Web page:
Formally, a measurable cardinal is an uncountable cardinal number κ such that there exists a κ-additive, non-trivial, 0-1-valued measure on the power set of κ. (Here the term κ-additive means that, for any sequence Aα, α<λ of cardinality λ<κ, Aα being pairwise disjoint sets of ordinals less than κ, the measure of the union of the Aα equals the sum of the measures of the individual Aα.)
Equivalently, κ is measurable means that it is the critical point of a non-trivial elementary embedding of the universe V into a transitive class M. This equivalence is due to Jerome Keisler and Dana Scott, and uses the ultrapower construction from model theory. Since V is a proper class, a technical problem that is not usually present when considering ultrapowers needs to be addressed, by what is now called Scott's trick.
Equivalently, κ is a measurable cardinal if and only if it is an uncountable cardinal with a κ-complete, non-principal ultrafilter. Again, this means that the intersection of any strictly less than κ-many sets in the ultrafilter, is also in the ultrafilter.
Although it follows from ZFC that every measurable cardinal is inaccessible (and is ineffable, Ramsey, etc.), it is consistent with ZF that a measurable cardinal can be a successor cardinal. It follows from ZF + axiom of determinacy that ω1 is measurable, and that every subset of ω1 contains or is disjoint from a closed and unbounded subset.
The concept of a measurable cardinal was introduced by Stanislaw Ulam (1930), who showed that the smallest cardinal κ that admits a non-trivial countably-additive two-valued measure must in fact admit a κ-additive measure. (If there were some collection of fewer than κ measure-0 subsets whose union was κ, then the induced measure on this collection would be a counterexample to the minimality of κ.) From there, one can prove (with the Axiom of Choice) that the least such cardinal must be inaccessible.
It is trivial to note that if κ admits a non-trivial κ-additive measure, then κ must be regular. (By non-triviality and κ-additivity, any subset of cardinality less than κ must have measure 0, and then by κ-additivity again, this means that the entire set must not be a union of fewer than κ sets of cardinality less than κ.) Finally, if λ < κ, then it can't be the case that κ ≤ 2λ. If this were the case, then we could identify κ with some collection of 0-1 sequences of length λ. For each position in the sequence, either the subset of sequences with 1 in that position or the subset with 0 in that position would have to have measure 1. The intersection of these λ-many measure 1 subsets would thus also have to have measure 1, but it would contain exactly one sequence, which would contradict the non-triviality of the measure. Thus, assuming the Axiom of Choice, we can infer that κ is a strong limit cardinal, which completes the proof of its inaccessibility.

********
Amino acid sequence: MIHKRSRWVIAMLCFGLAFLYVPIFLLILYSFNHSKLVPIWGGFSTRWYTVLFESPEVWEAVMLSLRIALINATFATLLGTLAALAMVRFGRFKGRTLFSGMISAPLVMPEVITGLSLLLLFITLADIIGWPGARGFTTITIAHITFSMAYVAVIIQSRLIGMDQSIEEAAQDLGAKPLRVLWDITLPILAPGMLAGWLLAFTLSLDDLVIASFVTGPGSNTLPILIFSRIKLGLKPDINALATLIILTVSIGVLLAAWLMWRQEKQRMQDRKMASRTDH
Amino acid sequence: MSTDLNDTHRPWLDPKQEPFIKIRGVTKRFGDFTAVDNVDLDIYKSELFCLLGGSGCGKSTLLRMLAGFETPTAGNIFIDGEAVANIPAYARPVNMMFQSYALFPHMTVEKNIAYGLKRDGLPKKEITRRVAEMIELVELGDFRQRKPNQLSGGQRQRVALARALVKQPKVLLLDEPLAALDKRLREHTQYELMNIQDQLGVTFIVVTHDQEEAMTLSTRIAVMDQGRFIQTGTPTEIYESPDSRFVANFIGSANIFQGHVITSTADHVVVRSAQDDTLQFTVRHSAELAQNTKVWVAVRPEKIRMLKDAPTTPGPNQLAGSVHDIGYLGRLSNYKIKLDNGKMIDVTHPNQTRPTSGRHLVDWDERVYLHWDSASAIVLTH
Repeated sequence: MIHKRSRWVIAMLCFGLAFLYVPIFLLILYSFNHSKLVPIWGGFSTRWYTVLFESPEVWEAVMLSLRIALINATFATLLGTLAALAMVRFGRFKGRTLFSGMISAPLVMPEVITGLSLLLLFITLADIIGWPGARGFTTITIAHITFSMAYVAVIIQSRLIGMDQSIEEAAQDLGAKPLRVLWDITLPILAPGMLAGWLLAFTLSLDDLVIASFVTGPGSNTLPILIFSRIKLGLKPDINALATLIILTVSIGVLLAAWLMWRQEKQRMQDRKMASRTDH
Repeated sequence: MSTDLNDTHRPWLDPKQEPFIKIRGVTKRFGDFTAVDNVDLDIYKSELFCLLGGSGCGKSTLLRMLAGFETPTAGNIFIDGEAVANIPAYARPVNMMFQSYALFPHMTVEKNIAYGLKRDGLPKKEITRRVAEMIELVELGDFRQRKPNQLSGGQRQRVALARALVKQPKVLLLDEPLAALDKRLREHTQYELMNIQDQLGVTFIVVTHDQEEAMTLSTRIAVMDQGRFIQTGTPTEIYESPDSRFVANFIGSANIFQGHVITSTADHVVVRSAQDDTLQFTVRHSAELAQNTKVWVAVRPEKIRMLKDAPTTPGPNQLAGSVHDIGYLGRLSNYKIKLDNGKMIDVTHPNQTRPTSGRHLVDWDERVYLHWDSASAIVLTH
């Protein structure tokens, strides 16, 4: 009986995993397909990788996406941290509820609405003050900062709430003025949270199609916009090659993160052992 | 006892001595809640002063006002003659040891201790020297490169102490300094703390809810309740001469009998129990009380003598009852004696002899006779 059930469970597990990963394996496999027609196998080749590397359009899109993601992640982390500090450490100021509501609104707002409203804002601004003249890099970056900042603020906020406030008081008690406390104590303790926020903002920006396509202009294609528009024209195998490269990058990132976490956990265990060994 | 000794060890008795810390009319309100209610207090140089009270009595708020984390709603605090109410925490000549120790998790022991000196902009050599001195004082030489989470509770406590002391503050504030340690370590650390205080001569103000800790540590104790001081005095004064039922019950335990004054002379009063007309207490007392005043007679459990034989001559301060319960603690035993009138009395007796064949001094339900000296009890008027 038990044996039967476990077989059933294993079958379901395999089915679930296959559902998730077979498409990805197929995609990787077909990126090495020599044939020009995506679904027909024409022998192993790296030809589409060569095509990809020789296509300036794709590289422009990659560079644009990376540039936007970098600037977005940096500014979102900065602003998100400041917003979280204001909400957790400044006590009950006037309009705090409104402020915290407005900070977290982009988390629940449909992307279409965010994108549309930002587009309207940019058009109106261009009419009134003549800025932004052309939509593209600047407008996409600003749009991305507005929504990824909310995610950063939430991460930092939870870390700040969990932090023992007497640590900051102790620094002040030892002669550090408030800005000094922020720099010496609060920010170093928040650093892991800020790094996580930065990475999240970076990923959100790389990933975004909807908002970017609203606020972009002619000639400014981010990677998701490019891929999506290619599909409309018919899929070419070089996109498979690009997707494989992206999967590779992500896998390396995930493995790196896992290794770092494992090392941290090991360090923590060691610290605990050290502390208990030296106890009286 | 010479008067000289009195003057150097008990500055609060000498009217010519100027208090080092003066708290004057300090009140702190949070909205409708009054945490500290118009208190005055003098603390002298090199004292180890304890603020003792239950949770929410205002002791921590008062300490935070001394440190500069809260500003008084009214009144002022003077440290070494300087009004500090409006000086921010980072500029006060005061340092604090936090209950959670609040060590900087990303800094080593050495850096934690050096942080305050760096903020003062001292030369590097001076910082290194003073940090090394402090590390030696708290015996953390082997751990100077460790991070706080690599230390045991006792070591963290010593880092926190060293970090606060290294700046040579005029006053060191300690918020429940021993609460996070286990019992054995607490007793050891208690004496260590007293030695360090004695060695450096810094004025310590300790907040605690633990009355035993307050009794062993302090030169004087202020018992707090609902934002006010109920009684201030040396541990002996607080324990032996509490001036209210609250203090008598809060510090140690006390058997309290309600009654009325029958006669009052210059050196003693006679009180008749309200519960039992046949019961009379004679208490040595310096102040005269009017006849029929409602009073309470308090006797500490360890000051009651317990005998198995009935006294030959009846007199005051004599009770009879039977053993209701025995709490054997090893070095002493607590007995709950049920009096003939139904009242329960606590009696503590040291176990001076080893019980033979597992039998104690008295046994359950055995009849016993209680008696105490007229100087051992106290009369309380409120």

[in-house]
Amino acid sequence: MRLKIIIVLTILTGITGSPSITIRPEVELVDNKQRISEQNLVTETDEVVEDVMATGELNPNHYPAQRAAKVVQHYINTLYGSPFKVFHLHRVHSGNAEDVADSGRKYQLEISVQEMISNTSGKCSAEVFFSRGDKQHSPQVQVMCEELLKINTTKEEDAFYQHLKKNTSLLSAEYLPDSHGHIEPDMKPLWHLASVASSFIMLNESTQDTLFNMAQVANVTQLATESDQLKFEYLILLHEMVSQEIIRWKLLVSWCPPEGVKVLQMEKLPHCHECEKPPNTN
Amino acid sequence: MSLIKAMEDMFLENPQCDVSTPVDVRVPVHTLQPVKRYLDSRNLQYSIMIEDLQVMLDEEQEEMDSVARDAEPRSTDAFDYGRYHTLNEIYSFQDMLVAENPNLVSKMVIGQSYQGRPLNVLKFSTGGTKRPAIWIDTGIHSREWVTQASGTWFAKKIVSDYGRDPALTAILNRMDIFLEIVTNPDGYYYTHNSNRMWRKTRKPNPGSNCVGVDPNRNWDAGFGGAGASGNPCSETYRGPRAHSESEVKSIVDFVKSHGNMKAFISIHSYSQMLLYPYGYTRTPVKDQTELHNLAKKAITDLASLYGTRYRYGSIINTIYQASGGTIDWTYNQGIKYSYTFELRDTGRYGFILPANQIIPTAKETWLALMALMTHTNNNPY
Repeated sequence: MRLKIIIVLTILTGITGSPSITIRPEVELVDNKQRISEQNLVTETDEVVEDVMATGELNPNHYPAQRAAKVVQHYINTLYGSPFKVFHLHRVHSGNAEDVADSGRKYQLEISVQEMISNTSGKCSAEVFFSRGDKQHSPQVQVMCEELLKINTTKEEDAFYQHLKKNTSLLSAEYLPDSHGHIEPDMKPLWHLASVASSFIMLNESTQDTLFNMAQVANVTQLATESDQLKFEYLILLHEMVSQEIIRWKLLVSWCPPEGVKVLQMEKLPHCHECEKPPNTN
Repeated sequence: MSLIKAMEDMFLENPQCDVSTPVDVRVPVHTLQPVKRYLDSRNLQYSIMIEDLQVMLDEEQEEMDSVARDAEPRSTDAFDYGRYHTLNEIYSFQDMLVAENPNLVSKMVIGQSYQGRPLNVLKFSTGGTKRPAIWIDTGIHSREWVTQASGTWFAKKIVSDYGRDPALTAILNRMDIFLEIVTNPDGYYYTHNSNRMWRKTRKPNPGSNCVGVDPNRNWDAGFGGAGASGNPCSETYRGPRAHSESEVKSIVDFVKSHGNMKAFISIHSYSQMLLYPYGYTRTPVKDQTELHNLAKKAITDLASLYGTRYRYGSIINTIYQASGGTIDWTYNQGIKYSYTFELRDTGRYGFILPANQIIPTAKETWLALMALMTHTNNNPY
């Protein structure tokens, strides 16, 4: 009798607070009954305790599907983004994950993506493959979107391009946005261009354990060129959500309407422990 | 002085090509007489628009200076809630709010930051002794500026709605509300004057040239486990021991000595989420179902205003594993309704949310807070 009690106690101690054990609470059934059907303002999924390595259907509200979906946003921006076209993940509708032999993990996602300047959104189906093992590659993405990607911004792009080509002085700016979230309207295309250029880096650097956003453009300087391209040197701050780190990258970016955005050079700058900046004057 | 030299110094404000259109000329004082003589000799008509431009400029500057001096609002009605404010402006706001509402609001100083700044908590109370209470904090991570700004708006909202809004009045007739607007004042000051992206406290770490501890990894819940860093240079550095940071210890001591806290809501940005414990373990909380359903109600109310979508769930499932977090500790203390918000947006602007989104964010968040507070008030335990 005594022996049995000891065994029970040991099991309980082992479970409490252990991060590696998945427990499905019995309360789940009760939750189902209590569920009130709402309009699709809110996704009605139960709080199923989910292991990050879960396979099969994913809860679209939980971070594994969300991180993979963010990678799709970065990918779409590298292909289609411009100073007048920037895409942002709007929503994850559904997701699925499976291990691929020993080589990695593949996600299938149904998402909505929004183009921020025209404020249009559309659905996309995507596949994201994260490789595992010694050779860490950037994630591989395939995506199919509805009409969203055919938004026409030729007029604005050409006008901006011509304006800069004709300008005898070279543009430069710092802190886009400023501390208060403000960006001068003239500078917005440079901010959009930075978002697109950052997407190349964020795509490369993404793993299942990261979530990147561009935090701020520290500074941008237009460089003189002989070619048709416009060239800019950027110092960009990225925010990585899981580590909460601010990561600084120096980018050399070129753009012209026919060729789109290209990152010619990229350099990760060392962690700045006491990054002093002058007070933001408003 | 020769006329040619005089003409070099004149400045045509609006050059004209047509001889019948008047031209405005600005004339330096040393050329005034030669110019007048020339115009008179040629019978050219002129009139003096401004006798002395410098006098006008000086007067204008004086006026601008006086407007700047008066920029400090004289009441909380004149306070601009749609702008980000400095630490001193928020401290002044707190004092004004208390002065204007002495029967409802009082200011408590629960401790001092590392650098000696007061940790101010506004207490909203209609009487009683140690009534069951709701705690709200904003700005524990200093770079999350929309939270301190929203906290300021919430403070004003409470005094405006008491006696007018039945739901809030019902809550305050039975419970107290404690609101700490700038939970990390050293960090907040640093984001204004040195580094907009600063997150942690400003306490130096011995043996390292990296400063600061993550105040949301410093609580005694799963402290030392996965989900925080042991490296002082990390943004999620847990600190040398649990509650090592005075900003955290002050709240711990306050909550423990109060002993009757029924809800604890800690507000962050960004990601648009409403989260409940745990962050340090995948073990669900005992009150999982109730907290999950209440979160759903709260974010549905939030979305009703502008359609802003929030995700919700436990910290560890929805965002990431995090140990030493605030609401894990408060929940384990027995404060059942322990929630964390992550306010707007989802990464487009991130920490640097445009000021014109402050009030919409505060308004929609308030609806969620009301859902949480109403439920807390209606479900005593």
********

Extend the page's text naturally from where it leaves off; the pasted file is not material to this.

If κ is measurable and p∈Vκ and M (the ultrapower of V) satisfies ψ(κ,p), then the set of α<κ such that V satisfies ψ(α,p) is stationary in κ (actually a set of measure 1). In particular if ψ is a Π1 formula and V satisfies ψ(κ,p), then M satisfies it and thus V satisfies ψ(α,p) for a stationary set of α<κ. This property can be used to show that κ is a limit of most types of large cardinals which are weaker than measurable. Notice that the ultrafilter or measure which witnesses that κ is measurable cannot be in M since the smallest such measurable cardinal would have to have another such below it which is impossible.
Every measurable cardinal κ is a 0-huge cardinal because κM⊂M, that is, every function from κ to M is in M. Consequently, Vκ+1⊂M.
A cardinal κ is called real-valued measurable if there is a κ-additive probability measure on the power set of κ which vanishes on singletons. Real-valued measurable cardinals were introduced by Stefan Banach (1930). Banach & Kuratowski (1929) showed that the continuum hypothesis implies that is not real-valued measurable. Stanislaw Ulam (1930) showed that real valued measurable cardinals are weakly inaccessible (they are in fact weakly Mahlo). All measurable cardinals are real-valued measurable, and a real-valued measurable cardinal κ is measurable if and only if κ is greater than . Thus a cardinal is measurable if and only if it is real-valued measurable and strongly inaccessible. A real valued measurable cardinal less than or equal to exists if and only if there is a countably additive extension of the Lebesgue measure to all sets of real numbers if and only if there is an atomless probability measure on the power set of some non-empty set.
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